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Nursing Programs, Space Research Among Those Receiving Grant Funding

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Two nursing programs that expand the range of career opportunities and increase workforce diversity have recently received second-year funding totalling more than $1 million in federal funding, and are just two of the programs and research projects that have received funding during the fourth quarter of the 2017-18 academic year.

Among the awards received during April 1 and June 30 of this year:

Ruth Mielke, associate professor of nursing: $698,795 in second-year funding from the U.S. Health Resources and Services Administration for the “Rural-Woman of the Mountain Accessing New Services (Rural-WOMANS)” program.

Dawn Macy, director of the Center for Internships and Community Service: Buena Park School District award of $591,733 for the “Titan ASES Buena Park” program; $15,101 from Project Access Resource Centers for the “Access Tutors 2018” project; and $13,875 from the Buena Park School District for the “Titan Tutors Program at Buena Park Junior High.” Related article: College, Elementary Students Learn From Each Other in After-School Program.

Nina Robson, assistant professor of mechanical engineering: $500,000 National Science Foundation Early CAREER Award for “Robust Geometric Design of Mechanisms for Interaction With Uncertain Environments”  and $50,000 National Science Foundation award for “I-Corps: The Augmented Reality Wearable Device (ARWED) for Upper-Limb Rehabilitation.”

Stephanie Vaughn, professor and director of the School of Nursing: $498,810 in second-year funding from the U.S. Health Resources and Services Administration for “EMBRACE: Enrichment Markers of Better Relationships, Academics and Cultural Enhancement” project.

Lori Palmerton, director of Disability Support Services: $132,035 California Department of Rehabilitation award for the “Workability IV” project. Related: WorkAbility Program Puts Students Alumni to Work.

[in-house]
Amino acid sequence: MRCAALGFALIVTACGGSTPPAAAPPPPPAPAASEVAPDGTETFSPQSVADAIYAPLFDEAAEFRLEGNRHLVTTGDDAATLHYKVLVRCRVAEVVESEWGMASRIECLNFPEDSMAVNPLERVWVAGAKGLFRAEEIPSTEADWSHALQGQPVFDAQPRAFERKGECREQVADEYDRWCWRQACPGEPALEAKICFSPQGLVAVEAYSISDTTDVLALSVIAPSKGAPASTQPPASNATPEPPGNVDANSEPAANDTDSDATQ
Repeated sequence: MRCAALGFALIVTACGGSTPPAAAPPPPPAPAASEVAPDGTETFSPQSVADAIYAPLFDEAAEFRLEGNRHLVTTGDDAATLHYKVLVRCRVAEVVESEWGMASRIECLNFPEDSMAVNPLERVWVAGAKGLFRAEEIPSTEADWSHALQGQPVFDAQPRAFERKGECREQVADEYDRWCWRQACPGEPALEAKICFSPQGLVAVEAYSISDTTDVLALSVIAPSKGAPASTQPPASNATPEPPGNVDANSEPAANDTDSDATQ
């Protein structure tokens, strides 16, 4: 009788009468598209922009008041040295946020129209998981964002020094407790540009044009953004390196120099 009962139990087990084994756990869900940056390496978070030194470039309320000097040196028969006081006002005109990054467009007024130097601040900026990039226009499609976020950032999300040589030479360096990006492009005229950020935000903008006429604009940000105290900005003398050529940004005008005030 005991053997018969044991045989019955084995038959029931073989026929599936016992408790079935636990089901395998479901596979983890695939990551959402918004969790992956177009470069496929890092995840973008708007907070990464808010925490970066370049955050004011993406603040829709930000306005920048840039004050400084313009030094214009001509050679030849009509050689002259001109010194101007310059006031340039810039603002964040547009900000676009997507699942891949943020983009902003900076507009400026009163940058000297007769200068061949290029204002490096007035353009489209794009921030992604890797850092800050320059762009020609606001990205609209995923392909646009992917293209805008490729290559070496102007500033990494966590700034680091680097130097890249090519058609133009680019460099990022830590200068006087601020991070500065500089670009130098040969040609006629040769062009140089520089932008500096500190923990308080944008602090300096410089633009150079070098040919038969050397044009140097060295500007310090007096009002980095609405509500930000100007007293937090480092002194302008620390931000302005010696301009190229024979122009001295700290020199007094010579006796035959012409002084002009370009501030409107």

Jocelyn Read, assistant professor of physics: $65,100 National Science Foundation grant for “Dense Matter and Gravitational Waves: The Coalescence of Neutron Star Binaries.” 

Laura Gil-Trejo, director of the Social Science Research Center: $57,078 from the San Jose State University Mineta Transportation Institute Survey for “What Do Americans Think About Federal Tax Options to Support Transportation? Results From Year One of a National Survey” project. Gil-Trejo also received $53,625 from the City of Stanton for “Evaluation Services to Support AB 97 Activities” project and $26,394 from Harder+Company Community Research Inc. for the project “BRIDGE Housing Corp. Household Telephone Survey.”

Nicholas Salzameda, associate professor of chemistry and biochemistry: $25,000 from the Allergan Foundation for “CSUF Research and Education in Drug Discovery Program.”

Valbone Memeti, assistant professor of geological sciences: $16,947 U.S. Geological Survey award for “Geologic Mapping of the Jack Main Intrusive Complex in the Central Sierra Nevada, California.”

Natalie Navar, archivist for the Lawrence B. de Graaf Center for Oral and Public History: $5,000 from the CSU Dominguez Hills Foundation for the “Japanese American Oral History Project.” Related story: Oral Histories of Internment in the U.S. 

Roberto Soto, assistant professor of mathematics: $3,900 Mathematical Association of America award for “PRIME: Pursuing Research in Mathematical Endeavors.”

Sheryl Fontaine, Dean of the College of Humanities and Social Sciences: $975 from Middle College High School for “Middle College HS Department Professional Development Program.”